If the Greenwich Village Society of Historic Preservation gets its way, the Stonewall Inn and Julius’, two longstanding icons of gay culture in New York City, will become official NYC landmarks. As DNAinfo points out, it’s already unlikely that the buildings would ever be torn down, as they’re part of a historic district, but the group would like the two bars to receive explicit recognition.
It wouldn’t be unwarranted: as the site of the Stonewall riots, the former bar marks a turning point in the fight for LGBT rights across the country, and Julius’ bills itself as the oldest bar in Greenwich village and the oldest gay bar in NYC. “They’re not getting the explicit protections and recognition that they should be getting,” says Andrew Berman, GVSHP’s executive director. “It’s very, very easy for this history to get lost to the sands of time, and that’s one of the purposes of landmark designation — is to make sure that it’s not lost, that it is recognized.”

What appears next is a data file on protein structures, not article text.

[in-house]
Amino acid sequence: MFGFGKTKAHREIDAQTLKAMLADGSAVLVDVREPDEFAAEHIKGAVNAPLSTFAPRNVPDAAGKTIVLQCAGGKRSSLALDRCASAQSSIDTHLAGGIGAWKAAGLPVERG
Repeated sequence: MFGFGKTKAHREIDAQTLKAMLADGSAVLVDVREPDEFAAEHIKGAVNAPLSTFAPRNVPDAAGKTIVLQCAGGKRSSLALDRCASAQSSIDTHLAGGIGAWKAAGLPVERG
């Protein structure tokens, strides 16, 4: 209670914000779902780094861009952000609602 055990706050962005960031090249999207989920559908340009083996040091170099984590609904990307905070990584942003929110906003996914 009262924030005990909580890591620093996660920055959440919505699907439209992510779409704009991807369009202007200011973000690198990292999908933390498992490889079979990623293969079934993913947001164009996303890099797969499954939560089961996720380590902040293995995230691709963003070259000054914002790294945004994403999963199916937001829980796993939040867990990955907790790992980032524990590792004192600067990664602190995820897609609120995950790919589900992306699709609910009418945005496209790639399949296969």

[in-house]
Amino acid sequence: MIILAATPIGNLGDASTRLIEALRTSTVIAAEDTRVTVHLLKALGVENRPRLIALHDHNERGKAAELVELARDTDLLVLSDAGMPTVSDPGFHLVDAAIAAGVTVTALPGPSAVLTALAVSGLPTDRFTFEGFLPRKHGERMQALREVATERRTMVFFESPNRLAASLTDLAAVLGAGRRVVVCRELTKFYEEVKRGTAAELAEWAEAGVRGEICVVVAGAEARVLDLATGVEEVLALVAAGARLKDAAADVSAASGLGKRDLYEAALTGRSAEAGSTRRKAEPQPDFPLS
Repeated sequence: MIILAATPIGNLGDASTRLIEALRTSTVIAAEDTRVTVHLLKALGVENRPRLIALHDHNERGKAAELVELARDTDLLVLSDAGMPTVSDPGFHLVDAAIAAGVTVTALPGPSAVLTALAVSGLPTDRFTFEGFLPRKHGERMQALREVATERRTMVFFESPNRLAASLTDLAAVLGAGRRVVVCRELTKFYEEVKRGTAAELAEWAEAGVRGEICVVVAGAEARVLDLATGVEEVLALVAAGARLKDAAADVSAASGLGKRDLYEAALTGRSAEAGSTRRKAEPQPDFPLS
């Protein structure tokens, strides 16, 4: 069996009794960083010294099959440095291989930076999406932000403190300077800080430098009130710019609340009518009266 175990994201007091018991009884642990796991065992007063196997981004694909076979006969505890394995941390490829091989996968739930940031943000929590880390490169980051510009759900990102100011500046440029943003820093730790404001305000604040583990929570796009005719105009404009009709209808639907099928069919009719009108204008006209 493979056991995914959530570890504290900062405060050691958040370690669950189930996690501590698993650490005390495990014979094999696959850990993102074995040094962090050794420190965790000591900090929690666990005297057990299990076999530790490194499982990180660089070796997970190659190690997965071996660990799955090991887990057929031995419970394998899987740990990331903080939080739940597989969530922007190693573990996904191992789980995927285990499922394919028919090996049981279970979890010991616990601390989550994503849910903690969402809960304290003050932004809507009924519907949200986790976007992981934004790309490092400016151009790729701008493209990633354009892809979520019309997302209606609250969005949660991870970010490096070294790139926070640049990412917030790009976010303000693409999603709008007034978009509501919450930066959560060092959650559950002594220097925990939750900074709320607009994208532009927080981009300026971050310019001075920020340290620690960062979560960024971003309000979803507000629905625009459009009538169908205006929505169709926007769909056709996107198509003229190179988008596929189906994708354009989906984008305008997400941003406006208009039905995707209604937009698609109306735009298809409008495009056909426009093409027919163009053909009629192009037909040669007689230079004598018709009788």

In 2o12, Robert Ziegler, owner of the Village bar Boots & Saddle, pushed to have all of Christopher Street, home to the Stonewall Inn landmarked. That effort, so far, has been unsuccessful.
Heather McCracken, a spokeswoman for the LPC, says it is “aware of the important history of The Stonewall Inn and Julius’ Bar,” and will consider the landmarking request.